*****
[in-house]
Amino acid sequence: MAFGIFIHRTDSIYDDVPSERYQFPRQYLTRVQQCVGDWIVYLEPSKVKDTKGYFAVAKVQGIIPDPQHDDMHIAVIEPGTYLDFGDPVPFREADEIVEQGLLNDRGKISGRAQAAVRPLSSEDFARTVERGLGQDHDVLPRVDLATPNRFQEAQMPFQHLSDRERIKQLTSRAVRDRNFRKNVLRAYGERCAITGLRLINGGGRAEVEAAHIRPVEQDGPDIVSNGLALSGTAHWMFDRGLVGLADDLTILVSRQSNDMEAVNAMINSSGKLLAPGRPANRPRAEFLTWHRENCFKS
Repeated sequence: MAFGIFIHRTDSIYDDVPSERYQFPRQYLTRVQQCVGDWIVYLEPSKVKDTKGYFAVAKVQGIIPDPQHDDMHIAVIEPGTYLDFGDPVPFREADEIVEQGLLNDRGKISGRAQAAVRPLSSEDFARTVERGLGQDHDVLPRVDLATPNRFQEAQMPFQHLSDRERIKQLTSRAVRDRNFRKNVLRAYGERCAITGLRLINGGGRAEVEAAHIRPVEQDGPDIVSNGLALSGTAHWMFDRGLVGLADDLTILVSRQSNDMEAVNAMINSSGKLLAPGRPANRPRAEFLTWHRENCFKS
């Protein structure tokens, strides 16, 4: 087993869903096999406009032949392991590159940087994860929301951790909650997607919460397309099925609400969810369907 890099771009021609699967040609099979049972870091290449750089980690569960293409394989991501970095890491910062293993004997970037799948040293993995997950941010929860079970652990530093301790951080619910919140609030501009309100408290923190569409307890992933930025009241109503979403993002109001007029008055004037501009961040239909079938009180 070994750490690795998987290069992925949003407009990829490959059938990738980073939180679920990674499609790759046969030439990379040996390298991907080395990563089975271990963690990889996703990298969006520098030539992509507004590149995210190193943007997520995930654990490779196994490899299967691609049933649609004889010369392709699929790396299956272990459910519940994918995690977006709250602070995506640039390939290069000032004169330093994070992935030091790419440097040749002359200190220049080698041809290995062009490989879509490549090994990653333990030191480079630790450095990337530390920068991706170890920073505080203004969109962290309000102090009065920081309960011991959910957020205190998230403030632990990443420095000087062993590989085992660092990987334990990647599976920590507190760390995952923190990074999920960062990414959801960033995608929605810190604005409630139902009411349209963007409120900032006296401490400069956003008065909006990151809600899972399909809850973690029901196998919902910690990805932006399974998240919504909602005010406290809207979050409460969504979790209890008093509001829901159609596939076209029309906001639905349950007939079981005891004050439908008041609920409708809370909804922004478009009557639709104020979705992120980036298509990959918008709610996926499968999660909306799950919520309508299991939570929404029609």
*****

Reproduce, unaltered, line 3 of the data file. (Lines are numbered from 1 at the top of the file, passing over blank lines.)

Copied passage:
Repeated sequence: MAFGIFIHRTDSIYDDVPSERYQFPRQYLTRVQQCVGDWIVYLEPSKVKDTKGYFAVAKVQGIIPDPQHDDMHIAVIEPGTYLDFGDPVPFREADEIVEQGLLNDRGKISGRAQAAVRPLSSEDFARTVERGLGQDHDVLPRVDLATPNRFQEAQMPFQHLSDRERIKQLTSRAVRDRNFRKNVLRAYGERCAITGLRLINGGGRAEVEAAHIRPVEQDGPDIVSNGLALSGTAHWMFDRGLVGLADDLTILVSRQSNDMEAVNAMINSSGKLLAPGRPANRPRAEFLTWHRENCFKS